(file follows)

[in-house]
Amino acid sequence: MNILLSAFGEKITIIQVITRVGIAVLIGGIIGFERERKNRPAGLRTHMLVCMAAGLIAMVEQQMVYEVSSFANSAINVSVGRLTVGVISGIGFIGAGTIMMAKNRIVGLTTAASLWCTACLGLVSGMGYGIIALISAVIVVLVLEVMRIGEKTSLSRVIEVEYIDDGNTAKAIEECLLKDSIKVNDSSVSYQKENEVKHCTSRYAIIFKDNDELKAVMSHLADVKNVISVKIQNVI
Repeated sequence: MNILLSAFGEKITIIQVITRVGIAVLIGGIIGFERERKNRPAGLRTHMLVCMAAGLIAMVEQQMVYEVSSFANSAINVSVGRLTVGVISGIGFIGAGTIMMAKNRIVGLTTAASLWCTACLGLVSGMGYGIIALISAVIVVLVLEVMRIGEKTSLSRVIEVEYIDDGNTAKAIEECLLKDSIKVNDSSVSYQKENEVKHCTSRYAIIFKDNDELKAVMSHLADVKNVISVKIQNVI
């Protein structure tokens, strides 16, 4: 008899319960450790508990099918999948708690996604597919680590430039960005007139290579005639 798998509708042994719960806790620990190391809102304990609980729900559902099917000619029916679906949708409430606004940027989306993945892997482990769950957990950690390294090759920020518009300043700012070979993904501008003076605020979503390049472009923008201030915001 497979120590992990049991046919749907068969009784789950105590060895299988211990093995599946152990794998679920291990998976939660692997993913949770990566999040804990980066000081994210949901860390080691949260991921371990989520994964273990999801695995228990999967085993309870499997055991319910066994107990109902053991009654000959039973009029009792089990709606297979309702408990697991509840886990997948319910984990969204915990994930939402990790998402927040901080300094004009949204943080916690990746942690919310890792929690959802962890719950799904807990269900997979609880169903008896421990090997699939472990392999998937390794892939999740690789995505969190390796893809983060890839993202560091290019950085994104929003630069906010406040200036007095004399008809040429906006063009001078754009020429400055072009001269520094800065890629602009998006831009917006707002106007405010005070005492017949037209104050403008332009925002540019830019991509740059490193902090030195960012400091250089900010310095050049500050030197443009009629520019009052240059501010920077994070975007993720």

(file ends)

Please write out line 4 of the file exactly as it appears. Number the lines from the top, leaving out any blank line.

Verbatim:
């Protein structure tokens, strides 16, 4: 008899319960450790508990099918999948708690996604597919680590430039960005007139290579005639 798998509708042994719960806790620990190391809102304990609980729900559902099917000619029916679906949708409430606004940027989306993945892997482990769950957990950690390294090759920020518009300043700012070979993904501008003076605020979503390049472009923008201030915001 497979120590992990049991046919749907068969009784789950105590060895299988211990093995599946152990794998679920291990998976939660692997993913949770990566999040804990980066000081994210949901860390080691949260991921371990989520994964273990999801695995228990999967085993309870499997055991319910066994107990109902053991009654000959039973009029009792089990709606297979309702408990697991509840886990997948319910984990969204915990994930939402990790998402927040901080300094004009949204943080916690990746942690919310890792929690959802962890719950799904807990269900997979609880169903008896421990090997699939472990392999998937390794892939999740690789995505969190390796893809983060890839993202560091290019950085994104929003630069906010406040200036007095004399008809040429906006063009001078754009020429400055072009001269520094800065890629602009998006831009917006707002106007405010005070005492017949037209104050403008332009925002540019830019991509740059490193902090030195960012400091250089900010310095050049500050030197443009009629520019009052240059501010920077994070975007993720």